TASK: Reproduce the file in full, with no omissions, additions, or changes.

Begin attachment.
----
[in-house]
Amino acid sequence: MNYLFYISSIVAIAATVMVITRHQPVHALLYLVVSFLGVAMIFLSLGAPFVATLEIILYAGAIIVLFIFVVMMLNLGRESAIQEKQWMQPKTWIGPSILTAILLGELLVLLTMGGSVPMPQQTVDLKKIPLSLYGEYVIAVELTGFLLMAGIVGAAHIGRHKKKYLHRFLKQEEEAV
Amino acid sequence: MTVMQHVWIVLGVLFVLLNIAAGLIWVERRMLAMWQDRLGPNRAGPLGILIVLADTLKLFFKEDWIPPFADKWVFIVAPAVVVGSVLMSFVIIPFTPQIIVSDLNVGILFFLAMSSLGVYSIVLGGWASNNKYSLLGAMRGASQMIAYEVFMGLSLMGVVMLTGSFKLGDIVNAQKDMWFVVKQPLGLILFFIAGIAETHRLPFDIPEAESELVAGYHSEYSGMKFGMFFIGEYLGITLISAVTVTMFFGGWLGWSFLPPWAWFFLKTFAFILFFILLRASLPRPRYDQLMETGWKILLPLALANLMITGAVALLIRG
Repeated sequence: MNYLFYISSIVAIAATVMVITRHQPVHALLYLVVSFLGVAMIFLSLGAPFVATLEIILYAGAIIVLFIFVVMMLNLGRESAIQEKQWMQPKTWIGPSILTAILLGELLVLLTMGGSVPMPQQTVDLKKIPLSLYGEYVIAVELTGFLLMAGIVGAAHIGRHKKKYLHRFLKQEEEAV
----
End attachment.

[in-house]
Amino acid sequence: MNYLFYISSIVAIAATVMVITRHQPVHALLYLVVSFLGVAMIFLSLGAPFVATLEIILYAGAIIVLFIFVVMMLNLGRESAIQEKQWMQPKTWIGPSILTAILLGELLVLLTMGGSVPMPQQTVDLKKIPLSLYGEYVIAVELTGFLLMAGIVGAAHIGRHKKKYLHRFLKQEEEAV
Amino acid sequence: MTVMQHVWIVLGVLFVLLNIAAGLIWVERRMLAMWQDRLGPNRAGPLGILIVLADTLKLFFKEDWIPPFADKWVFIVAPAVVVGSVLMSFVIIPFTPQIIVSDLNVGILFFLAMSSLGVYSIVLGGWASNNKYSLLGAMRGASQMIAYEVFMGLSLMGVVMLTGSFKLGDIVNAQKDMWFVVKQPLGLILFFIAGIAETHRLPFDIPEAESELVAGYHSEYSGMKFGMFFIGEYLGITLISAVTVTMFFGGWLGWSFLPPWAWFFLKTFAFILFFILLRASLPRPRYDQLMETGWKILLPLALANLMITGAVALLIRG
Repeated sequence: MNYLFYISSIVAIAATVMVITRHQPVHALLYLVVSFLGVAMIFLSLGAPFVATLEIILYAGAIIVLFIFVVMMLNLGRESAIQEKQWMQPKTWIGPSILTAILLGELLVLLTMGGSVPMPQQTVDLKKIPLSLYGEYVIAVELTGFLLMAGIVGAAHIGRHKKKYLHRFLKQEEEAV